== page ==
BETHESDA, MD—Lockheed Martin is extending its use of MakerBot 3D printers to produce parts and designs for upcoming space projects, including NASA's Artemis program. For one project, being done in alliance with General Motors, Lockheed Martin is developing a new fully autonomous lunar rover that could be used for Artemis. The project pays homage to the original Apollo rover, which GM was also involved in its development.

Some elements of the rover’s autonomy system are being designed and developed at Lockheed’s Advanced Technology Center (ATC) in Palo Alto, CA.
The latest addition to the ATC’s 3D printing lab is the MakerBot METHOD X 3D printing platform. With METHOD X, the team can print parts in materials like Nylon Carbon Fiber and ABS. Also, its heated chamber ensures that the parts are dimensionally accurate without the variable warping that comes with a typical desktop 3D printer.

“At ATC, we have multiple that help with quick turnaround times,” says Aaron Christian, senior mechanical engineer at Lockheed Martin Space. “I will design a part, print it, and have it in my hand hours later. This allows me to quickly test the 3D-printed part, identify weak points, adjust the model, send it back to print overnight, and then have the next iteration in the morning. 3D printing lets me do fast and iterative design, reducing wait times for a part from weeks to hours.”

Christian and his teammates are using METHOD X to print a number of parts for prototyping and proof of concept for the rover project, including embedded systems housing, sensor mounts, and other custom parts. Many parts are designed to withstand desert heat, UV exposure, moisture, and other environmental conditions.

In combination with Stratasys SR-30 soluble supports, parts printed with MakerBot ABS are designed to provide a smoother surface finish compared to breakaway supports. Printing with dissolvable supports also enables more organic shapes that would have been otherwise impossible to produce through traditional machining. 3D printing encourages engineers to think more outside of the box than they have ever before.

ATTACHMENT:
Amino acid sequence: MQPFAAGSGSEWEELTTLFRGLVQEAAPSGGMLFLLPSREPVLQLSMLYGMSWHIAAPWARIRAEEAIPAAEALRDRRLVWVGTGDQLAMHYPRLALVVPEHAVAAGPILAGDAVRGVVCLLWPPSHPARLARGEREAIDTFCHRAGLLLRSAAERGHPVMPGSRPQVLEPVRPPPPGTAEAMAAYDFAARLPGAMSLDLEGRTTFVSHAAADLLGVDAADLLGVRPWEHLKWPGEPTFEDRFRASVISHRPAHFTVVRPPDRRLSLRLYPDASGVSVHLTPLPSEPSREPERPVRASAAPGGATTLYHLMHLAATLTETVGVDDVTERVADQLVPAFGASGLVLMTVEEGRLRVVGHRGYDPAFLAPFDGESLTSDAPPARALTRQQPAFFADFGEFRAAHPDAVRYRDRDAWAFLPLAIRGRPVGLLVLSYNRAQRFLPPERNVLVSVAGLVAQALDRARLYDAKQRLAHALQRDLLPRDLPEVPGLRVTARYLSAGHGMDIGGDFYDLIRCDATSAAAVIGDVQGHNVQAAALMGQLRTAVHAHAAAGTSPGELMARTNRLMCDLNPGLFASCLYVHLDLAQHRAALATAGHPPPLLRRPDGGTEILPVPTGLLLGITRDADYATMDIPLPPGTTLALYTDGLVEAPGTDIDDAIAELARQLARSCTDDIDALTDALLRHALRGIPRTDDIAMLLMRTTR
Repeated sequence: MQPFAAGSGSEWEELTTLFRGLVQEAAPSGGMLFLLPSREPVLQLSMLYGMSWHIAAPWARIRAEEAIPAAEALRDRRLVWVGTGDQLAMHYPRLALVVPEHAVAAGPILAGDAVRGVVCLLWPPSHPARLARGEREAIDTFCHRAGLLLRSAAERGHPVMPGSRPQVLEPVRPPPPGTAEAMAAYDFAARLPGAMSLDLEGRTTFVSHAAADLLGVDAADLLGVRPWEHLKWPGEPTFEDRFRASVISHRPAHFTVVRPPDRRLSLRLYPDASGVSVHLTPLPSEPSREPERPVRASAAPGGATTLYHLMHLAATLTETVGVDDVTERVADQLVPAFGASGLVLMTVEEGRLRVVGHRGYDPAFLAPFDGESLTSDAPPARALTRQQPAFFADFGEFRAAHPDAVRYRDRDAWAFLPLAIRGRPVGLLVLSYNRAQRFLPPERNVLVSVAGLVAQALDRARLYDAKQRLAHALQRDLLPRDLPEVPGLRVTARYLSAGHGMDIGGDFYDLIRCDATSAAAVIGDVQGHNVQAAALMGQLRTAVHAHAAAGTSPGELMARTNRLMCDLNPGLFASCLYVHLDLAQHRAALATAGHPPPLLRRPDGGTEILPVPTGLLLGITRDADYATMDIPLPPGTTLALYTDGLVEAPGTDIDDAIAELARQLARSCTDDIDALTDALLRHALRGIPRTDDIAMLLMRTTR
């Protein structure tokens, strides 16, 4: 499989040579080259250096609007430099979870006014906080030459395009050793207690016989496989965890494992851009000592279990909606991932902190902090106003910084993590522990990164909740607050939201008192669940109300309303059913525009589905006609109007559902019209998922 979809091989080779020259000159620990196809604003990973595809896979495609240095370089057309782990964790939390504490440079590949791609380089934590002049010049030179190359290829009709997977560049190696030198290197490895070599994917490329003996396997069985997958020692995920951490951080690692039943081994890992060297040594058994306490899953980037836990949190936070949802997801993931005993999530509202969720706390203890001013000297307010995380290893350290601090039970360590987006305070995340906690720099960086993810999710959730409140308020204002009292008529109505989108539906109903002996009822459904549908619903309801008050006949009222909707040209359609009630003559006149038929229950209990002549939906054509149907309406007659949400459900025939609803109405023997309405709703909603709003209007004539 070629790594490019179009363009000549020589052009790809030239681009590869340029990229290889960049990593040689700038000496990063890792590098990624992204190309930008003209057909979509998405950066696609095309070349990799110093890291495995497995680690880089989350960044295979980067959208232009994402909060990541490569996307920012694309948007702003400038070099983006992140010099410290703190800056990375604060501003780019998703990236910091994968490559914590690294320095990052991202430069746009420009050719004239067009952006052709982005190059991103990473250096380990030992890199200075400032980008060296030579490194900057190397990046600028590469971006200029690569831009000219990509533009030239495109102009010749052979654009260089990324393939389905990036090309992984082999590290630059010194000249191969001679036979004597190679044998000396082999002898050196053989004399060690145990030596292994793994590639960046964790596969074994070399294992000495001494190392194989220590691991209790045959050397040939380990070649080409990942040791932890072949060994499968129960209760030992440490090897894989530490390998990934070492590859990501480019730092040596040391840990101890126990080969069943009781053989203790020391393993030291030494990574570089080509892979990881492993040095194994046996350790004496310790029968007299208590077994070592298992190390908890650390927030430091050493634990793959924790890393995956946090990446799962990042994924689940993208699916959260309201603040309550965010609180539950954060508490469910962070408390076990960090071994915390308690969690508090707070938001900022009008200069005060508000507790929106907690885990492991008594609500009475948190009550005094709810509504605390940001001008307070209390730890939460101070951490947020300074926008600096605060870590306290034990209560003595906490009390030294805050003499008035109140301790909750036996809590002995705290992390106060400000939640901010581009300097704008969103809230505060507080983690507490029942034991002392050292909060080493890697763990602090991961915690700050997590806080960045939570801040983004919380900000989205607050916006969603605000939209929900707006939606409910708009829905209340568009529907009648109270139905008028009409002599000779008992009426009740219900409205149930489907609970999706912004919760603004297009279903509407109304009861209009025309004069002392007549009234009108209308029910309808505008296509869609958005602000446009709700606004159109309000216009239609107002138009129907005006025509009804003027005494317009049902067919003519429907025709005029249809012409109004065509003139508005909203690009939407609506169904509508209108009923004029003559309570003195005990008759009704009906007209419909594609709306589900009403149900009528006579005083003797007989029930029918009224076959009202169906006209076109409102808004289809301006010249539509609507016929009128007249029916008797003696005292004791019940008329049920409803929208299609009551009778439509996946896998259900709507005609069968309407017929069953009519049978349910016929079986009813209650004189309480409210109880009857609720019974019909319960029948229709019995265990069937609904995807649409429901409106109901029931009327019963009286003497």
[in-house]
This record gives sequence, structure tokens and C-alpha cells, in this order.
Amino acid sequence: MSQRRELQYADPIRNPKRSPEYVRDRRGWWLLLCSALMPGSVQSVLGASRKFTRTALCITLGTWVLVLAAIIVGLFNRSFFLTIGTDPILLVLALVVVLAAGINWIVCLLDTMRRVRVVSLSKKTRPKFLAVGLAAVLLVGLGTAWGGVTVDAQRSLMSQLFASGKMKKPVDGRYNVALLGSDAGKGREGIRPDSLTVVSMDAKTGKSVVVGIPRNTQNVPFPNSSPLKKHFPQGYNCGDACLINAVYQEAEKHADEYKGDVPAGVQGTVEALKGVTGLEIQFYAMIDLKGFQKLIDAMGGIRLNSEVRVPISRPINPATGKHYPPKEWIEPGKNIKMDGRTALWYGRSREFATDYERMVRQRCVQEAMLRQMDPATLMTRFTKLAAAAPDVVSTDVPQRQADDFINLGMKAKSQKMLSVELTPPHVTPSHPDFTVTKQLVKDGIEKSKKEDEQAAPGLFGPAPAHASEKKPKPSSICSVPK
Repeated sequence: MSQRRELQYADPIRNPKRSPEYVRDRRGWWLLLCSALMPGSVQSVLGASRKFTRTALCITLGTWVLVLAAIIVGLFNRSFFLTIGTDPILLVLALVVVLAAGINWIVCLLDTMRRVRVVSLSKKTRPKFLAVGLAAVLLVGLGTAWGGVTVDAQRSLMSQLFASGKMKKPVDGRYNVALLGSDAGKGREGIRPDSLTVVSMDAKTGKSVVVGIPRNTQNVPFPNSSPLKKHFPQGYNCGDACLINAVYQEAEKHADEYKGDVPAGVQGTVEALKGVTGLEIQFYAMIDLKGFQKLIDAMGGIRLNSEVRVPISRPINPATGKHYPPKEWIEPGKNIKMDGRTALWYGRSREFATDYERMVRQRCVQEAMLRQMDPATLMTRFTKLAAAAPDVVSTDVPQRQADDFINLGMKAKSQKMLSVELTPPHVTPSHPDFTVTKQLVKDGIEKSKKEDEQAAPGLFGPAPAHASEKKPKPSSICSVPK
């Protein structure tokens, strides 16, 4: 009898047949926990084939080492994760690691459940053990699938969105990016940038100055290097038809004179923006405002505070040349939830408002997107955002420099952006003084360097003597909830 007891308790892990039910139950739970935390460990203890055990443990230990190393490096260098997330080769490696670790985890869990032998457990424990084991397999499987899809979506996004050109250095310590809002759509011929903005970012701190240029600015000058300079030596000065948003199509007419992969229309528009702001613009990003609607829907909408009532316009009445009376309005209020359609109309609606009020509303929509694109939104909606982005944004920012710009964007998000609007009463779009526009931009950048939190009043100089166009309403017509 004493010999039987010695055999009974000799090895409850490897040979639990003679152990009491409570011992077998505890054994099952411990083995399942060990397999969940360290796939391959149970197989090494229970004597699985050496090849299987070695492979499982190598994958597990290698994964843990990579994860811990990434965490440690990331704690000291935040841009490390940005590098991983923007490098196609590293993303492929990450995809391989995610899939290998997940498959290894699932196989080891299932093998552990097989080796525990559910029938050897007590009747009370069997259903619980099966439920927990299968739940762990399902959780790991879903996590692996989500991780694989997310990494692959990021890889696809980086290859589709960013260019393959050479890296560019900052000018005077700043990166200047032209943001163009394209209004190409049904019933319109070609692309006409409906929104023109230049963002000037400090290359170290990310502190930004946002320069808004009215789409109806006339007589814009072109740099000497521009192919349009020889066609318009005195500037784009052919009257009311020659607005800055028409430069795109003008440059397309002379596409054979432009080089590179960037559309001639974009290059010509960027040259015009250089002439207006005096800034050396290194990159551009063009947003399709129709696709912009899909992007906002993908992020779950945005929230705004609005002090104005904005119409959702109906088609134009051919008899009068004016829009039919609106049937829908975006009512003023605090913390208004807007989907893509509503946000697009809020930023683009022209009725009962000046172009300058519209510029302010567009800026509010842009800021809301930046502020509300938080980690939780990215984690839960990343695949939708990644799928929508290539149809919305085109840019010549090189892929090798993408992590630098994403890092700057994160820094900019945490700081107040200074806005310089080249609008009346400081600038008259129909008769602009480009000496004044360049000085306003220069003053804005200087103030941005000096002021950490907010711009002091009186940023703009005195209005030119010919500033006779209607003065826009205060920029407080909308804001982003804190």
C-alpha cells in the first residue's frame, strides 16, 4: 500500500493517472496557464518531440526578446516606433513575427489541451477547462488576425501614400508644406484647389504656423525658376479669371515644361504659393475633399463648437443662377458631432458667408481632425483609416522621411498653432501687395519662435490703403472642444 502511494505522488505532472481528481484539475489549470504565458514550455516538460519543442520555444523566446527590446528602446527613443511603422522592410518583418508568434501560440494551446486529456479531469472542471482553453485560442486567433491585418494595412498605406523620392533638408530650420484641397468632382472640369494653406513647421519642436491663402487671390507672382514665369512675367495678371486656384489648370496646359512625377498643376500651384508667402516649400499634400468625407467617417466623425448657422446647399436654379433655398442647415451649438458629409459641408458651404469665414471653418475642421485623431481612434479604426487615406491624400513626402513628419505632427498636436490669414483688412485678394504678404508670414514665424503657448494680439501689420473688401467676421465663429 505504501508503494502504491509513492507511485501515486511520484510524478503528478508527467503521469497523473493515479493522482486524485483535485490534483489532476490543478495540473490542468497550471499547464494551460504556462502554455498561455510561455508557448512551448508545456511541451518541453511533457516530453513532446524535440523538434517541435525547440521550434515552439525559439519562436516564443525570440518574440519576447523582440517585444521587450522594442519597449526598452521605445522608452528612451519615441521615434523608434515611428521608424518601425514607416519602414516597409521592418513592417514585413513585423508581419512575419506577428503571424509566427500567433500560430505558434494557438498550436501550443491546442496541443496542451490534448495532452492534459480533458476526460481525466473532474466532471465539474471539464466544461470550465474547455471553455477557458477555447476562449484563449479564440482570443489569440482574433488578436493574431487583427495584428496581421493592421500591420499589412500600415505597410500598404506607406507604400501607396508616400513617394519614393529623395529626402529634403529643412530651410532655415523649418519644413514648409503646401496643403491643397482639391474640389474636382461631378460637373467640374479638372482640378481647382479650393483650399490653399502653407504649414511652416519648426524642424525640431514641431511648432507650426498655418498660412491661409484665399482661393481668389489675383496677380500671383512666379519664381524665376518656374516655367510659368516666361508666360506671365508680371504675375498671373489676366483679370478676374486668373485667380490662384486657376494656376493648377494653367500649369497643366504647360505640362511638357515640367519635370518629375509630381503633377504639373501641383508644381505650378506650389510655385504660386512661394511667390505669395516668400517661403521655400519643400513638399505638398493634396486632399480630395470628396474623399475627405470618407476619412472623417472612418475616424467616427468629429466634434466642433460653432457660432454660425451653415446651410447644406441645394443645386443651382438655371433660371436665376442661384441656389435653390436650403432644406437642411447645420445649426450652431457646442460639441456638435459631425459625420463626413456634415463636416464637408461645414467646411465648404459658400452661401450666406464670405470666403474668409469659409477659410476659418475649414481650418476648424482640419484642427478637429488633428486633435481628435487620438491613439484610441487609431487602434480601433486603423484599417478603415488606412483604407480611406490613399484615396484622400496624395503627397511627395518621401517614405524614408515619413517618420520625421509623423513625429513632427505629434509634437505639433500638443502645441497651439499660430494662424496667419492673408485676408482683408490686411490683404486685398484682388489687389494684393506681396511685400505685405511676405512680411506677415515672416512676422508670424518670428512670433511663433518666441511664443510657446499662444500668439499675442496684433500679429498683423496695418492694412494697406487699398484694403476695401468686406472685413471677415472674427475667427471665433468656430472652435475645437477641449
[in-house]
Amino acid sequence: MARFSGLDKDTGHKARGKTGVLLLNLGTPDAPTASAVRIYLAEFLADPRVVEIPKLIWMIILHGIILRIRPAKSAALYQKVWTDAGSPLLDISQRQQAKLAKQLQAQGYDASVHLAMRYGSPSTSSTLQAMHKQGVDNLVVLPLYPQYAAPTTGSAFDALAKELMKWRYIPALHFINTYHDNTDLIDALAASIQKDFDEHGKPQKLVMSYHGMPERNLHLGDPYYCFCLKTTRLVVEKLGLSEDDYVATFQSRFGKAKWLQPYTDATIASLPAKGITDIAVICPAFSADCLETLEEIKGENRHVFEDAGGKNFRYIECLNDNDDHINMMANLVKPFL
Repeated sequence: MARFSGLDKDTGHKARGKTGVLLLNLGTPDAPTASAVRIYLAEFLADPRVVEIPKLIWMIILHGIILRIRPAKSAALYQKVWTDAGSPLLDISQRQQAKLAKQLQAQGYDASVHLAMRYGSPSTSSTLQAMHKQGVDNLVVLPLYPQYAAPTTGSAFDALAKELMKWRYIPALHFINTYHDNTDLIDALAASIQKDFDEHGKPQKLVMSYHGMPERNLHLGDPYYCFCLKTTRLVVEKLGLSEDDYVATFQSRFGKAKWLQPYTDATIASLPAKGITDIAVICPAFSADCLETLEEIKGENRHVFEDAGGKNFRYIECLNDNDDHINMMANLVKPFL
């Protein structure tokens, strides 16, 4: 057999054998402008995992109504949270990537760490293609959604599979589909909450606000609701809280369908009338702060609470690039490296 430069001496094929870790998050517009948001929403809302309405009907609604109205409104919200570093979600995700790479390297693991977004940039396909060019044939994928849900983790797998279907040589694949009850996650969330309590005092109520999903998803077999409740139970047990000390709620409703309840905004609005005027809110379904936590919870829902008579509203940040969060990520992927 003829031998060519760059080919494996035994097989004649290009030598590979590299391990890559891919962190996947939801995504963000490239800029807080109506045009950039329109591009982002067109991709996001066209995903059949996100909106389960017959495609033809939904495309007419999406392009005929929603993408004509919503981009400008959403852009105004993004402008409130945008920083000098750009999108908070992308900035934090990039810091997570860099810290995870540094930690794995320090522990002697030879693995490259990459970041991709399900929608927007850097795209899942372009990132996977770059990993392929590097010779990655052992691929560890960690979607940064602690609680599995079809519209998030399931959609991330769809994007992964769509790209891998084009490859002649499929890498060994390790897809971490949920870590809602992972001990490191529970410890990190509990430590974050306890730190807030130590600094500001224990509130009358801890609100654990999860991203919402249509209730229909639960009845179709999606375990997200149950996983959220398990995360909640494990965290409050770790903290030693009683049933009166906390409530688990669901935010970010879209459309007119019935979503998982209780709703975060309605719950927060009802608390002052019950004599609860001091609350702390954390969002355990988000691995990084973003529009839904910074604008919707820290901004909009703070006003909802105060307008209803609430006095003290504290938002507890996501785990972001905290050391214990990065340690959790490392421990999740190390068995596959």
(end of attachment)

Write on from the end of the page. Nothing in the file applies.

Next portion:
“The rover we have at ATC is a testbed that we designed and developed in-house," says Christian. "This modular testbed allows us to make quick changes using 3D printing to change the design for other applications, whether it be military, search and rescue, nuclear applications and just extreme environment autonomy needs.”

One part printed for the rover was a mount for a LIDAR, a sensor that can help determine the proximity of objects around it. The mount is designed to sit on the rover and printed in ABS, which allows it to handle more extreme conditions than typical PLA. The mount also allows engineers to continuously swap out the LIDAR with different sensors, such as a stereo camera, direction antenna, RGB camera, or a rangefinder. It has a complex organic shape to it, which can be difficult to achieve via traditional machining. The mount also has a lot of access to ensure proper airflow to keep the part cool and temperature-regulated on the robots.